Beyond Wood and Stone

Rev. Elisabeth's Cedar Park Blog site

Month: November 2014

Introduction to Advent

Advent CandlesPerhaps no more so than in this Lectionary Year B, do we feel the aching longing, the anxious expectation, and the courage that it takes for us to experience the birth of God into the midst of a hurting world.

We begin the Advent Season with Isaiah’s gut-wrenching cry from the depths of despair, “Oh God! If only you would tear the heavens open and come down” to heal a world gripped by disaster.   The following week, John the Baptizer tears across the landscape of Empire with a message of radical renewal. Only in Advent Three does it begin to “feel a bit like Christmas,” in part because we have our KidZone Christmas Play to lead the way towards the light and hope of the Stable.  But even this journey, seen through the eyes of Joseph, is one fraught with doubt and decision.  As week three turns to the final week, the waiting, like every pregnancy, gives way to the reality of new life, new hope,  and new roles for those who care for the newborn Gospel of God.  Advent Four lifts the veil on the heart and soul of Mary as she learns of the child she carries, and as she sings of the hopes and fears of all the years, met in the promised Child. But even this scene of maternity is overlaid with the language of revolution; Mary sings of God, who has and will lift the lowly, and cast down the mighty.

I don’t know about you, but for me this ancient story resonates so closely with our anguished world of today.  As  I write this, I’m watching updates on strong women singing out their own Magnificats against gender injustice, and strong, brave people of all races standing in prayer vigil in Ferguson, Missouri.  This is a world longing, fraught and anxious for a word of hope, longing for God to tear the heavens open to come into our world with justice, peace, love and hope.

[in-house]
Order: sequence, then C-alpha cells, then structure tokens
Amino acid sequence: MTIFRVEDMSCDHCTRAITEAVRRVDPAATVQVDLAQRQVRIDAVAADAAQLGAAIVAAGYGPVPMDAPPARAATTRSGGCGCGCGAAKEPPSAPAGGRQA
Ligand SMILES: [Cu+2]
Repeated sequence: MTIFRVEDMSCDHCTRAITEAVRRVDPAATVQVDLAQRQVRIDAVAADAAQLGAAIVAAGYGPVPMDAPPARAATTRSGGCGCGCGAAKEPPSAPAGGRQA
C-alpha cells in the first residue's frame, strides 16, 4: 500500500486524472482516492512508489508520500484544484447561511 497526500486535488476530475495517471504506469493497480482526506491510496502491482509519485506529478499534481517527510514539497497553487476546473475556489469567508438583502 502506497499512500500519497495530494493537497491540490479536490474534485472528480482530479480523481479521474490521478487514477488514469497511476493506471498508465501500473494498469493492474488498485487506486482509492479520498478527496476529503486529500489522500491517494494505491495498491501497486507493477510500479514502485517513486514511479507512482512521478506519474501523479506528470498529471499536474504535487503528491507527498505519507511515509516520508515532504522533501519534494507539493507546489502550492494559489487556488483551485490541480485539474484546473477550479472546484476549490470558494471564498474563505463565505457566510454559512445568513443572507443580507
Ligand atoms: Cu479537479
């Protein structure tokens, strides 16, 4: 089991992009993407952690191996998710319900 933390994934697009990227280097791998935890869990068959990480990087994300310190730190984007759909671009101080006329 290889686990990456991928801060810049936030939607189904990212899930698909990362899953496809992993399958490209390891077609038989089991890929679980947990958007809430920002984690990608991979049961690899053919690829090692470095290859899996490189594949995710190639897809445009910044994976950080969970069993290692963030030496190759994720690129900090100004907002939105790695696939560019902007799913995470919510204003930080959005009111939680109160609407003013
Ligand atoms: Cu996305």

A prayer for fragile bodies

Jonah contempprayingLast thoughts for a Saturday night.

This is a prayer that appeared earlier today on a blog site for women in ministry.  It’s a prayer for fragile bodies, something that all of us can relate to at some point or other.

(Before I give you the prayer, let me add this caveat: It’s written by another author, not me, so I have chosen not to change her words.  For my own prayer with God, I tend to avoid gendered language, so that my soul can imagine God as being somehow beyond, or inclusive of all gendered features, and none…. so I would pray “Holy One, in your love, hear our prayers.” )

For joints worn out by inflammatory processes, for immune systems that over-react,… or fail to protect us,
Lord, in your mercy, hear our prayers. (Holy One, in your love hear our prayers)
For viruses that invade, and infections that persist, for sudden collapses and heart-breaking prognoses,
Lord, in your mercy…
For cells dividing in ways we wish they wouldn’t, for drugs that heal but also make us sicker,
Lord, in your mercy…
For lives well-lived by faithful saints, with ends that came before we were ready,
Lord, in your mercy…
For our fragile bodies in a world that claims by dint of our effort we could find eternal youth,
Lord, in your mercy…
For our own families, our parents and children, our partners and relations, who will not, cannot, live forever,
Lord, in your mercy…
For hearts broken and souls suffering, for all those wondering how to offer comfort,
Lord, in your mercy…
For all who minister and deny our own fragility, and believe you prize our activity – O! Lord! – for our own mortal selves,
Lord in your mercy, hear our prayers.

Church 101 meets tonight

… to take on the BIG TWO:  “Who is Jesus?’  and “What do we do with the Bible?”


I’m looking forward to great moments of discovery and discussion with a very eclectic group of people, including two infants!  If you want to get a taste of the conversation, check out this clip from Marcus Borg, talking about the non-literal, but serious relationship we have to Scripture.

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